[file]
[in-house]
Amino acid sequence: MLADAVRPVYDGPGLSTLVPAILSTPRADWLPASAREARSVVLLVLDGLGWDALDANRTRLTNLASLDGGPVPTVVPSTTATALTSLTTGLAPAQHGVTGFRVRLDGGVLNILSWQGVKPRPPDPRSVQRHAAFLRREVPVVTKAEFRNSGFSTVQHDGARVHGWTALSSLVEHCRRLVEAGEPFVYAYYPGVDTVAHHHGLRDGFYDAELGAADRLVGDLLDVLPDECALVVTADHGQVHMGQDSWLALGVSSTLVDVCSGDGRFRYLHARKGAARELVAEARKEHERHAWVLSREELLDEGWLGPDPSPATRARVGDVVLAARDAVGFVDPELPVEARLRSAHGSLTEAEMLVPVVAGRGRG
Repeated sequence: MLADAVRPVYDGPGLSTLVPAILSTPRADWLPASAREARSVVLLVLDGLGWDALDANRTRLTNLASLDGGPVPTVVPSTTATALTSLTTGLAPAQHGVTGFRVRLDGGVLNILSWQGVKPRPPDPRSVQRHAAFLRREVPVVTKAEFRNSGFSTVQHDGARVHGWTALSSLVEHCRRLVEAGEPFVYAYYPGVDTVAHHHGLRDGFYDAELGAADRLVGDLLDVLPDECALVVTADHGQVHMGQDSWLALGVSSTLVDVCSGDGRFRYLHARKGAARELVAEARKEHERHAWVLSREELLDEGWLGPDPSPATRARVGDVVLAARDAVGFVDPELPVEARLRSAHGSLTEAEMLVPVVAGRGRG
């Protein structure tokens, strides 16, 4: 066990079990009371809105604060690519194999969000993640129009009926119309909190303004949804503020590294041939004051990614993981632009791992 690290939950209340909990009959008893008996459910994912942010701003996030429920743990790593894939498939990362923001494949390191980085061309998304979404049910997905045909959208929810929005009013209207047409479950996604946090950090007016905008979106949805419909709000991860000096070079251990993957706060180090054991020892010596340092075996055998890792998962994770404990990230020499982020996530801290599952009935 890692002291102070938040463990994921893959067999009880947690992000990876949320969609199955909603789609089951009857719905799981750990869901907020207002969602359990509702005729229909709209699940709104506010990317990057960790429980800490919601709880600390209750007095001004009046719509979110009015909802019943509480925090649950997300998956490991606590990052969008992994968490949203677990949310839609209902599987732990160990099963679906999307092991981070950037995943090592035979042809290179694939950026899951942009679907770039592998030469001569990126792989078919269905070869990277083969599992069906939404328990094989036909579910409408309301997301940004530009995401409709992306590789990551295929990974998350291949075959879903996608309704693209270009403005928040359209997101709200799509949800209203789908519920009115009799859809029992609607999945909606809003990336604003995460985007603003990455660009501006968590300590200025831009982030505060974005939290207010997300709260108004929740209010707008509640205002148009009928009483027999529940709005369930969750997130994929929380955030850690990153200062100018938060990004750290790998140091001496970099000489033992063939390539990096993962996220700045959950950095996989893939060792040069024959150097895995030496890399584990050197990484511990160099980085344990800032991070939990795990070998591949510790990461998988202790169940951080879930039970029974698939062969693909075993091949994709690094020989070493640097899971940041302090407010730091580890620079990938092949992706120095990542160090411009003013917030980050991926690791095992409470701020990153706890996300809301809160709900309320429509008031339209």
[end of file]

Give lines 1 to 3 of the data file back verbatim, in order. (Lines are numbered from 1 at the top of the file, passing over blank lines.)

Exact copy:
[in-house]
Amino acid sequence: MLADAVRPVYDGPGLSTLVPAILSTPRADWLPASAREARSVVLLVLDGLGWDALDANRTRLTNLASLDGGPVPTVVPSTTATALTSLTTGLAPAQHGVTGFRVRLDGGVLNILSWQGVKPRPPDPRSVQRHAAFLRREVPVVTKAEFRNSGFSTVQHDGARVHGWTALSSLVEHCRRLVEAGEPFVYAYYPGVDTVAHHHGLRDGFYDAELGAADRLVGDLLDVLPDECALVVTADHGQVHMGQDSWLALGVSSTLVDVCSGDGRFRYLHARKGAARELVAEARKEHERHAWVLSREELLDEGWLGPDPSPATRARVGDVVLAARDAVGFVDPELPVEARLRSAHGSLTEAEMLVPVVAGRGRG
Repeated sequence: MLADAVRPVYDGPGLSTLVPAILSTPRADWLPASAREARSVVLLVLDGLGWDALDANRTRLTNLASLDGGPVPTVVPSTTATALTSLTTGLAPAQHGVTGFRVRLDGGVLNILSWQGVKPRPPDPRSVQRHAAFLRREVPVVTKAEFRNSGFSTVQHDGARVHGWTALSSLVEHCRRLVEAGEPFVYAYYPGVDTVAHHHGLRDGFYDAELGAADRLVGDLLDVLPDECALVVTADHGQVHMGQDSWLALGVSSTLVDVCSGDGRFRYLHARKGAARELVAEARKEHERHAWVLSREELLDEGWLGPDPSPATRARVGDVVLAARDAVGFVDPELPVEARLRSAHGSLTEAEMLVPVVAGRGRG